At default settings, the 439P9H delivers a brightness level of 400cd/m2 and a black level of 0.18cd/m2. Those figures create a contrast ratio of 2,222:1 – a great figure that squeaks past the larger Philips and easily beats the Asus. That great contrast means that the 439P9H has huge vibrancy and punch, along with a lack of noticeable banding and plenty of pleasing subtlety on show.

That’s a good start, but the 439P9H is a little weaker when it comes to colours. Its Delta E figure of 2.27 and colour temperature of 6,403K are good, which means this screen delivers decent accuracy - but it’s easy to find better results elsewhere.

Happily, the Philips’ results are improved in sRGB mode: with this option selected the screen maintained its contrast level and improved its Delta E and colour temperature figures to 1.25 and 6,469K. The 439P9H rendered a reasonable 97.9% of the sRGB gamut, which is also good for mainstream colour work, but only handled 79.4% of the Adobe RGB gamut and 86.9% of the DCI-P3 gamut.

Those two latter results are not good enough to enable working professionally in either colour space For mainstream photo or video work that uses the sRGB colour gamut, though, these results are easily good enough.

The 439P9H’s colour results are very similar to the Asus display. However, the 439P9H’s colour quality can’t match the larger Philips screen. That monitor had a better Delta E and excellent colour temperature alongside a slightly better sRGB coverage level, although it still couldn’t handle the Adobe RGB or DCI-P3 colour gamuts.

Other screen modes are less impressive. The gaming mode hinders contrast, the Photo and Office modes don’t deliver significant Delta E improvements and the Movie mode makes everything worse.

At default, the Philips’ is set to run at 60% brightness. Ramping that figure up to 100% increases the backlight strength to 529cd/m2 while maintaining contrast and colour levels. Those levels were also maintained with the screen brightness reduced to more manageable levels. The Philips has enough backlight strength to meet its HDR obligations, but its black level can’t reach the depths demanded by DisplayHDR 400. Activating HDR on this screen will only deliver a tiny improvement, so no-one should buy this screen on the strength of its HDR options.

Uniformity is an issue, too. Along the left-hand edge the 439P9H lost up to 35% of its backlight strength, and it lost up to 28% on the right-hand edge. Along the top and bottom edges 23% disappeared. It’s not unusual for widescreens to have uniformity issues, but the 439P9H’s results are notable: worse than both rivals, and with high enough deviations that dimmer areas are sometimes visible in the corners of the display.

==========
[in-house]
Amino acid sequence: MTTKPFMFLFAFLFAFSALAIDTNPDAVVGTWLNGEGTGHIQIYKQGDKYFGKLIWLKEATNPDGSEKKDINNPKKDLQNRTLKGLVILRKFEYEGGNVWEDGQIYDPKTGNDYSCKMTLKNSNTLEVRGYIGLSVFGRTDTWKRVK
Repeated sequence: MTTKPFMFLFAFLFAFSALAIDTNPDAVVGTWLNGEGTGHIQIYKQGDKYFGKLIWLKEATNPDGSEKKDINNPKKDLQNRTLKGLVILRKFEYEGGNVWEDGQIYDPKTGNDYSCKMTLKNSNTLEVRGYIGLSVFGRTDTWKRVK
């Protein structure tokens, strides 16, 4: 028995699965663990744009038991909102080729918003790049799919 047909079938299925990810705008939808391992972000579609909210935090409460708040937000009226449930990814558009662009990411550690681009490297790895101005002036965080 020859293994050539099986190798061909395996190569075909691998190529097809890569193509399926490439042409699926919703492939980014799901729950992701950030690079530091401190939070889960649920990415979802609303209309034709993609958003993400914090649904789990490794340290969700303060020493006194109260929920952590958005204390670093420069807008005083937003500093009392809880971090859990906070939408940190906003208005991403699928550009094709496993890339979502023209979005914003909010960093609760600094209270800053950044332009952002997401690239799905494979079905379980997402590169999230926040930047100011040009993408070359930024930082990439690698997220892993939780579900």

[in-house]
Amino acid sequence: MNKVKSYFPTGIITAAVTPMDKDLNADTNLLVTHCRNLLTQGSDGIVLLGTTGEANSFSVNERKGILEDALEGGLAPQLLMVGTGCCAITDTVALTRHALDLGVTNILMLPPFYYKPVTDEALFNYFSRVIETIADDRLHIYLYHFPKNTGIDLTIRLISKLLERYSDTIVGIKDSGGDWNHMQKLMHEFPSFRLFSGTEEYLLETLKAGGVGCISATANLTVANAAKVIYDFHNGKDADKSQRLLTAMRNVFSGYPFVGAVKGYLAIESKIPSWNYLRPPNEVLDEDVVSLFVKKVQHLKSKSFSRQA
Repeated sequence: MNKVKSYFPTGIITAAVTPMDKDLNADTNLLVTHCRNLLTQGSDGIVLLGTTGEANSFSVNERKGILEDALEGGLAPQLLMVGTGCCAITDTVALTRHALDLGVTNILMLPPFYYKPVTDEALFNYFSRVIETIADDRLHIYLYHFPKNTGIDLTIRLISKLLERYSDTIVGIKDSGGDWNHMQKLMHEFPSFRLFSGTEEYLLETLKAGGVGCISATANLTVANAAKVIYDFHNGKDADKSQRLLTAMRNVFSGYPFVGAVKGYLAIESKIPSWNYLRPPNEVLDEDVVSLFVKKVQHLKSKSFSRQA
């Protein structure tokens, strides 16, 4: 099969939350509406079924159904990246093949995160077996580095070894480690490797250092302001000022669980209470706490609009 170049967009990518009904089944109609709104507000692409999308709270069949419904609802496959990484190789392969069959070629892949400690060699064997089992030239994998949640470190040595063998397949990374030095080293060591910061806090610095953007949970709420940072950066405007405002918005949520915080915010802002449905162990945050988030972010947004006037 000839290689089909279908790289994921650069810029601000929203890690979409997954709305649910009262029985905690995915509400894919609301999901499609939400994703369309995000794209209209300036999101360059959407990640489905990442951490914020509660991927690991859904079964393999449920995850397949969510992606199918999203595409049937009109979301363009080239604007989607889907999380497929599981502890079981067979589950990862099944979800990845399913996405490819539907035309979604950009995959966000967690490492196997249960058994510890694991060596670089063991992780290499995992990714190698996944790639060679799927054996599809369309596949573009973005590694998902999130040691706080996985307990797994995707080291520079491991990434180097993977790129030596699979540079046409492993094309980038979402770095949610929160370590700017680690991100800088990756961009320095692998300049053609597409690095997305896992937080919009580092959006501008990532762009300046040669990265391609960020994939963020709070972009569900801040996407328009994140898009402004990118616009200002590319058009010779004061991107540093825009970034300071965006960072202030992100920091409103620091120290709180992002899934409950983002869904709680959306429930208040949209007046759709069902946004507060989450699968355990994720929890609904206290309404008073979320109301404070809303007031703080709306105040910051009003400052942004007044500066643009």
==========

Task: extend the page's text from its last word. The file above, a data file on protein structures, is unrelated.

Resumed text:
Philips Brilliance 439P9H review: Verdict

The 439P9H has several big advantages. The design, for starters: this screen’s width is a huge boon for lots of situations, and the Philips has great features, from its USB and Ethernet connectivity to its KVM switch and pop-up webcam.

The 439P9H serves up impressive contrast and good colour in its sRGB mode, too – it’s better than the pricey Asus and virtually as good as the larger Philips.

This screen does have its downsides, though. Its rivals are sharper, and the larger Philips has a higher resolution and slightly better colours. The colours and contrast are good, but the uniformity issues mean that this screen won’t always cope with colour-sensitive tasks in the sRGB colour space, and it’s not able to handle Adobe RGB or DCI-P3 work either.

The Philips Brilliance 439P9H is good if you need loads of horizontal space and if you don’t do too much colour-sensitive work. However, keep the larger 499P9H on your radar – it’s only a little more expensive despite the higher size and resolution

Philips Brilliance 439P9H specifications

Swipe to scroll horizontally
Screen size43in
Screen resolution3,840 x 1,200
Screen technologyLED VA
Screen refresh rate100Hz
Video inputsDisplayPort 1.4, 2 x HDMI 2.0
Audio inputs/outputs1 x headphone output
Speakers2 x 5W
Ports4 x USB 3.2, 2 x USB 3.2 Type-C, 1 x Gigabit Ethernet
AdjustabilityTilt -5° to 10°, 130mm height adjustment, 20° swivel, 100mm VESA mount
Dimensions1058 x 303 x 460mm (WxDxH)
Warranty3yr RTB
Mike Jennings


Mike Jennings has worked as a technology journalist for more than a decade and has been fascinated by computers since childhood, when he spent far too long building terrible websites. He loves desktop PCs, components, laptops and anything to do with the latest hardware.

Mike worked as a staff writer at PC Pro magazine in London for seven years, and during that time wrote for a variety of other tech titles, including Custom PC, Micro Mart and Computer Shopper. Since 2013, he’s been a freelance tech writer, and writes regularly for titles like Wired, TechRadar, Stuff, TechSpot, IT Pro, TrustedReviews and TechAdvisor. He still loves tech and covers everything from the latest business hardware and software to high-end gaming gear, and you’ll find him on plenty of sites writing reviews, features and guides on a vast range of topics.

You can email Mike at, or find him on Twitter at @mikejjennings